Posts Tagged ‘Bolshoi Opera’

Eugene Onegin (Bolshoi Opera) Royal Opera House 11 August

August 12, 2010

**

Sitting round a table

Before this performance began, my companion had got a little confused about whether we were going to see a ballet or an opera.  I reassured her that even though it was an opera we would see some dances.

But we saw a table instead.

To begin with, the Larin household sat round the table with presumed peasants bringing presumed harvest offerings also sitting round it while Tatyana sat at the edge and looked the other way.  Then Lensky and Onegin arrived and at one stage Mrs Larina claimed that Onegin and Tatyana (who were in fact in front of her) were down by the lake.  Tatyana told the Nurse her secrets from the other side of the table, wrote her letter at the table, shoved the table out of the way to implore divine mercy.  Then in the morning Onegin lectured her from the other side of the table.

A lecture from Onegin

We had a ball were nobody danced because the table took up most of the room (and for a few other reasons as well), but drunken extras swayed about.  Monsieur Triquet’s number was delivered by Lensky, with suggestive accompanying gestures and a toy dog.  Lensky’s farewell aria was attended to only by an old lady, while Olga busied herself about the table.  Onegin arrived for the duel accompanied by his servant Guillot, who cackled incessantly.  The duel consisted of Onegin and Lensky attempting to press a hunting-rifle on each other until Onegin managed to accidentally shoot Lensky in the stomach.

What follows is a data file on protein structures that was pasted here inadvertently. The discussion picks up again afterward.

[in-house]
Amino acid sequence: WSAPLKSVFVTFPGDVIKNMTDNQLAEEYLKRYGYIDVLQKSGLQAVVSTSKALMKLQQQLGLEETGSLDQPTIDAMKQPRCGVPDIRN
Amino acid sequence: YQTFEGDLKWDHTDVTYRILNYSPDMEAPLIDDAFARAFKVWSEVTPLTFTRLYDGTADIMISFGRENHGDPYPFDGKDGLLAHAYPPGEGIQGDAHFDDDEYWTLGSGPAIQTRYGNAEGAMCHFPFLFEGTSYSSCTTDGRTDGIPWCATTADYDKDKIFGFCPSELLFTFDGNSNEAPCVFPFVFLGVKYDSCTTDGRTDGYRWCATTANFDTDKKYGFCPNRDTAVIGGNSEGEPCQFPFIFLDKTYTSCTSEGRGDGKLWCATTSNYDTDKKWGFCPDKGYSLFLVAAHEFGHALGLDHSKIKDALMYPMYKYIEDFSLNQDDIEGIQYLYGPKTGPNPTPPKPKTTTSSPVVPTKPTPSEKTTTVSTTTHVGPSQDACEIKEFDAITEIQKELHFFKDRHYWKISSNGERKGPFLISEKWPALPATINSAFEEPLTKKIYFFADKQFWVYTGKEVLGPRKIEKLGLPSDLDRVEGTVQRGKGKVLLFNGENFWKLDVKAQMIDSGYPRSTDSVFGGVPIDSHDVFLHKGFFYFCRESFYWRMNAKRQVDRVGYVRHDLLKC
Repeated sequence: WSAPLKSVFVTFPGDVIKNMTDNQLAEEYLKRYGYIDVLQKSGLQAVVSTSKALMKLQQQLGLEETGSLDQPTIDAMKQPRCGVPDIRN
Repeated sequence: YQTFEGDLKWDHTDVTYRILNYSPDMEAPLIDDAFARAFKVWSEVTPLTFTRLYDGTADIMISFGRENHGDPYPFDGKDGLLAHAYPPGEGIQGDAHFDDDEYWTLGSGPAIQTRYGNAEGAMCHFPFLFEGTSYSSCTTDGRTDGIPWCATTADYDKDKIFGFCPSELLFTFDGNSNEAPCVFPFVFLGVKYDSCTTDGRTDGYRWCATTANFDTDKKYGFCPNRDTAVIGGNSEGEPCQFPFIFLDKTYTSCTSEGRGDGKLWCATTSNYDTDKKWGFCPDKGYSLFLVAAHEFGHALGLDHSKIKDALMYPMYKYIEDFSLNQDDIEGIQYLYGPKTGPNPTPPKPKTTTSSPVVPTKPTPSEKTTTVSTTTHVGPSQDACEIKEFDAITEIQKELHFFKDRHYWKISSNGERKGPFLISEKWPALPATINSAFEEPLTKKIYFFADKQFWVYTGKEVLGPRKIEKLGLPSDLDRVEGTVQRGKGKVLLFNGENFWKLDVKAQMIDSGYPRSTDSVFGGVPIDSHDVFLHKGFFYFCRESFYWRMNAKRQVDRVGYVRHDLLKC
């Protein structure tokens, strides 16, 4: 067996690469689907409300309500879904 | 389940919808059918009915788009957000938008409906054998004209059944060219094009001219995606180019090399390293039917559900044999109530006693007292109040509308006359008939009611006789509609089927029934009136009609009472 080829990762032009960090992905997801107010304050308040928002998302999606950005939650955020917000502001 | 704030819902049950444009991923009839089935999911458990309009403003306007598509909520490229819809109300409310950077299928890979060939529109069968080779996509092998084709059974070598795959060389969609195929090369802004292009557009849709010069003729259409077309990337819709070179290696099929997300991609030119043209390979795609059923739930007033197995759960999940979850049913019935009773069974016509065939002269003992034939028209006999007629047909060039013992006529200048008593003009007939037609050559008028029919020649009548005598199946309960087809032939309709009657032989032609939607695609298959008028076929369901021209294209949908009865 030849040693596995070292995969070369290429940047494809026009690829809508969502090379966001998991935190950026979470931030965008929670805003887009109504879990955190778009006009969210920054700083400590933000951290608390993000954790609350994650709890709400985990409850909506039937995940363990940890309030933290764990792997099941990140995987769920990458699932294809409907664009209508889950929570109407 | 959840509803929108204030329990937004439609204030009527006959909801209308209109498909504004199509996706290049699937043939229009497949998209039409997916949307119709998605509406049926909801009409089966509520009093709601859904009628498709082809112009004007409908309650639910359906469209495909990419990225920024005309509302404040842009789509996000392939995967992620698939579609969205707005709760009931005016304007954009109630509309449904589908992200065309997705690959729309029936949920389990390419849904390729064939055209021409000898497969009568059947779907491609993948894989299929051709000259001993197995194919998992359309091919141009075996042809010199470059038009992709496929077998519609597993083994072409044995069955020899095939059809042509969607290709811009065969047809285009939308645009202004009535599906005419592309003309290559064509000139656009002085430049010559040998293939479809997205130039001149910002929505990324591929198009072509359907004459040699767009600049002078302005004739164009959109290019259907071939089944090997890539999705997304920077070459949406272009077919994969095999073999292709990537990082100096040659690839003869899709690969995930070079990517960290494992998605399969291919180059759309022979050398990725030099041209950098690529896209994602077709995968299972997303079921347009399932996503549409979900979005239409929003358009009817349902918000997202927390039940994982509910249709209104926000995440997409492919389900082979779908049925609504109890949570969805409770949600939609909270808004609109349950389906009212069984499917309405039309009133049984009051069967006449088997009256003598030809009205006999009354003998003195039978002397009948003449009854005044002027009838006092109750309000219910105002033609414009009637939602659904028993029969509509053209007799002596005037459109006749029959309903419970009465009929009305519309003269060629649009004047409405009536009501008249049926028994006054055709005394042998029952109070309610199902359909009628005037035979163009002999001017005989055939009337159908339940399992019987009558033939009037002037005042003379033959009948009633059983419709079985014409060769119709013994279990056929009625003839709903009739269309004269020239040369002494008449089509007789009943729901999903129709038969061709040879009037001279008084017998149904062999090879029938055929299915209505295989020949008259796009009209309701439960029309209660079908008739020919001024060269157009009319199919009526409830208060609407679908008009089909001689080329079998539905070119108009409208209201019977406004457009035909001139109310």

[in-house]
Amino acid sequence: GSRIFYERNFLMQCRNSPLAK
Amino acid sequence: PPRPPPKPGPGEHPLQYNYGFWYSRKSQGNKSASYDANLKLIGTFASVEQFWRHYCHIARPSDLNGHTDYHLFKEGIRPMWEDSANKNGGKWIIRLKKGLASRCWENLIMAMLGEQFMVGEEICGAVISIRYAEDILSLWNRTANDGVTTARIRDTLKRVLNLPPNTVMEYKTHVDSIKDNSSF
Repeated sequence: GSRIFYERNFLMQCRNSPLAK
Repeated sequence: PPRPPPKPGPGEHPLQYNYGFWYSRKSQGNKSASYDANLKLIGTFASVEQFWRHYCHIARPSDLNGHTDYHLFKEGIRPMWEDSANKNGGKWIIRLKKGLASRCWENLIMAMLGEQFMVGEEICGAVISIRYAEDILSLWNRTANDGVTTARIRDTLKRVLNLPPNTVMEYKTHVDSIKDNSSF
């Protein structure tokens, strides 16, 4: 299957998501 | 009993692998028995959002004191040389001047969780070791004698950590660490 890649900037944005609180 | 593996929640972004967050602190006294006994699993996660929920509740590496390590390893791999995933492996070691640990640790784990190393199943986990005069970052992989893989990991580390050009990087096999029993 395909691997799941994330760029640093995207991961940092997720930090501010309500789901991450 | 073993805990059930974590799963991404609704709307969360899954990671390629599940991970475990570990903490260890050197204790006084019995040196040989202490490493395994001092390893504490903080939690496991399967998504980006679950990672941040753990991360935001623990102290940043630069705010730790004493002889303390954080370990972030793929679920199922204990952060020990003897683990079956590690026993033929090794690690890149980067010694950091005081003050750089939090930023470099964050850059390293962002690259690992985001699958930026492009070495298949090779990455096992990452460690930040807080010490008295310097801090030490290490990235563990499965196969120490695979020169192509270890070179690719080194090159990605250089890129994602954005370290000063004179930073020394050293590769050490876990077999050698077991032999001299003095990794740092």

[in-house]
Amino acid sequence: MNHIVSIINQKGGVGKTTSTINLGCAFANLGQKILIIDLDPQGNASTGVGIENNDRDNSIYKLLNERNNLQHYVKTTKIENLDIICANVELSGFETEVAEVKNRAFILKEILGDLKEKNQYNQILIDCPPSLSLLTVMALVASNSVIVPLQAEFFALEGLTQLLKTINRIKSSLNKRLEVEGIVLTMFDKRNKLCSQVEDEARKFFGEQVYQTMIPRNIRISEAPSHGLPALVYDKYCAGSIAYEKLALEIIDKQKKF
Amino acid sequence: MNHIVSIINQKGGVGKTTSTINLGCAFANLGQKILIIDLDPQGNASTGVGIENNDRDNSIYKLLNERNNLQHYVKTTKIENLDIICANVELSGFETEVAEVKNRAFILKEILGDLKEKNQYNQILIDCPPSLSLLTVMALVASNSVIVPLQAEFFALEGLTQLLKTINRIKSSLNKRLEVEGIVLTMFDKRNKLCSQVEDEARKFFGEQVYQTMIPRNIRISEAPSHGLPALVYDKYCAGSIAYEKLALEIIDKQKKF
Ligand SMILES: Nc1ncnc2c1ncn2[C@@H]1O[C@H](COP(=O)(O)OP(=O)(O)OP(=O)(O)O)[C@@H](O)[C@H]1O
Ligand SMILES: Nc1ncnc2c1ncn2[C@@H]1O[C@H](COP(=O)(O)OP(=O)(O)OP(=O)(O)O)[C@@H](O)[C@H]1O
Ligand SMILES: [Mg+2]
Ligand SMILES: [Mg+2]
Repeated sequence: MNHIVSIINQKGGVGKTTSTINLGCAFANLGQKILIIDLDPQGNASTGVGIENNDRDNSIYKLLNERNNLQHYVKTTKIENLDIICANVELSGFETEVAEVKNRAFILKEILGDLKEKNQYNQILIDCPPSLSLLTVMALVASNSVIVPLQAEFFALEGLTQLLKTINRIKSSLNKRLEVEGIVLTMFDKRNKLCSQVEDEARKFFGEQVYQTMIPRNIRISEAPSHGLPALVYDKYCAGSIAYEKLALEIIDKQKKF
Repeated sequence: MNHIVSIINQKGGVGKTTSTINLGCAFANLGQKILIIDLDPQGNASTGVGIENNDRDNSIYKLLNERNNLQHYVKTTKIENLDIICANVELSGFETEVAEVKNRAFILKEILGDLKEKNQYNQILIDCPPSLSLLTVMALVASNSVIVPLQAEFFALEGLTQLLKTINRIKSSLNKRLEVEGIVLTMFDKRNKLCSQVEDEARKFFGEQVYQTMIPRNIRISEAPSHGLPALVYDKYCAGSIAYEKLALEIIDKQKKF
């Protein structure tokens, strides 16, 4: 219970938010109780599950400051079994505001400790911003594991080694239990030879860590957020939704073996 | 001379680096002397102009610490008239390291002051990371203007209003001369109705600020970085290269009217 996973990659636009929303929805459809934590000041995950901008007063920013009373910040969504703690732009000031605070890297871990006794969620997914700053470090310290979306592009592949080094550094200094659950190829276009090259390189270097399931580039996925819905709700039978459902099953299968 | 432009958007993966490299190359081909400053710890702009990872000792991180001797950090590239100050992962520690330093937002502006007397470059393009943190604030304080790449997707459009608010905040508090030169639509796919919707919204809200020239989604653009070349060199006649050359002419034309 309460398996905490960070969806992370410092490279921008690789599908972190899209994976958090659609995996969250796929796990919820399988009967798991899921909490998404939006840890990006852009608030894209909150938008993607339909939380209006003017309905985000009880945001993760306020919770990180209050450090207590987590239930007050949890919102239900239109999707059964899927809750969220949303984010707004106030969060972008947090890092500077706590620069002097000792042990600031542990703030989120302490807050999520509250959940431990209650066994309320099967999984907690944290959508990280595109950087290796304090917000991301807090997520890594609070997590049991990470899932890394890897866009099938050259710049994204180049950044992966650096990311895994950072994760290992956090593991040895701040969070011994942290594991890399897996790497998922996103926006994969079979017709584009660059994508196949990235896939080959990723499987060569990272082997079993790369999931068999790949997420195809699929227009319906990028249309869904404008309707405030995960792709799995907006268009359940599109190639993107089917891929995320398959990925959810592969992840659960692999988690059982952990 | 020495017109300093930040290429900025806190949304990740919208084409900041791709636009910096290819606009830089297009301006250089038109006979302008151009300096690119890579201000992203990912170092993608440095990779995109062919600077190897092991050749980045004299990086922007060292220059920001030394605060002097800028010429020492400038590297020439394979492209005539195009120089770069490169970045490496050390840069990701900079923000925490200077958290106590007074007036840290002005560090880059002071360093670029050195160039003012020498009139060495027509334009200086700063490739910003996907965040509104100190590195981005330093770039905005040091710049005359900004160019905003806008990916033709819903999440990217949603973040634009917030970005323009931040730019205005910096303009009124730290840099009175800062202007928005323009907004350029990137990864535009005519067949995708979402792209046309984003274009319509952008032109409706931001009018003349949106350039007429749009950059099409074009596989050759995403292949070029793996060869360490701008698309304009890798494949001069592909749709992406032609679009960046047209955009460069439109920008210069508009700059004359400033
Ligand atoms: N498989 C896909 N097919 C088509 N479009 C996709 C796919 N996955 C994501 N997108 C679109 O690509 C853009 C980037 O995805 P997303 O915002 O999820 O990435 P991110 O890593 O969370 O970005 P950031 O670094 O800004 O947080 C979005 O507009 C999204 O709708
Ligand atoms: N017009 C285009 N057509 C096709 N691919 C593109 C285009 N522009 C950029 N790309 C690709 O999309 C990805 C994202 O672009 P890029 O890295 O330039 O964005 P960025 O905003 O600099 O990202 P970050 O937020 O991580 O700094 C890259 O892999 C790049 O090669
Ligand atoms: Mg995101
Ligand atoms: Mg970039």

At the interval, we discussed the following ideas:

1)  if you’re a Russian opera company, you must get a bit bored with Eugene Onegin, hence the need to take the piss;

2)  some of it was certainly a return to Pushkin–Tchaikovsky  romanticised and sugared-over the original novel in verse, which had a lot of irony and sarcasm regarding its characters;

3)  as in many productions of Wagner, it was necessary for the director to contradict everything said by the music and the text to show that he was cleverer than us all;

4)  some of it looked like turning the thing into a typical Dostoevskian skandal;

5)  it was just incompetent direction–you needed lots of people on the stage all the time doing something irrelevant to keep the audience entertained;

6) unplumbed salt estranging table;

7) it was trying to convey the character’ total isolation from each other.  I wondered if it was the view from inside Onegin’s head, but that would make no sense since the Larin place would have seemed dreadfully poky to him, not terrifyingly large.  The view from inside Tatyana’s head perhaps?–That sounds more promising…

8)  didn’t I once see a Queen of Spades that had a card-table and card-players in all the scenes?

The beginning of the third act was greeted by a groan as audience members realised the table was still there.

Hopes crushed by a table...

Apart from Onegin wearing a sparkly jacket and indulging himself in a pratfall, the third act passed off quite normally and Gremin’s aria shone like a ray of sunlight amidst the stormy weather.

As Gremin, Anatoly Kocherga was masterful (though displaying a noticeable gear-change in the voice).  Makvala Kasrashvili as Mrs Larina didn’t sound very Russian to me, while Tatyana Monogarova was conducting a one-woman consonant-elimination campaign and did rather descend into the generalised shriekiness of Tchaikovsky’s less popular operatic heroines.  Aleksei Dolgov’s Lensky lacked the true tenor ring, but I liked the Onegin of Mariusz Kwiecen and  I thought he came off best of the singers.  At times I wondered whether the orchestra (conducted by Dmitri Jurowski) were guying the music as well, but maybe they were just playing loudly.

Director and Set Designer Dmitri Cherniakov has got me beat.

don’t understand

I’m not clever enough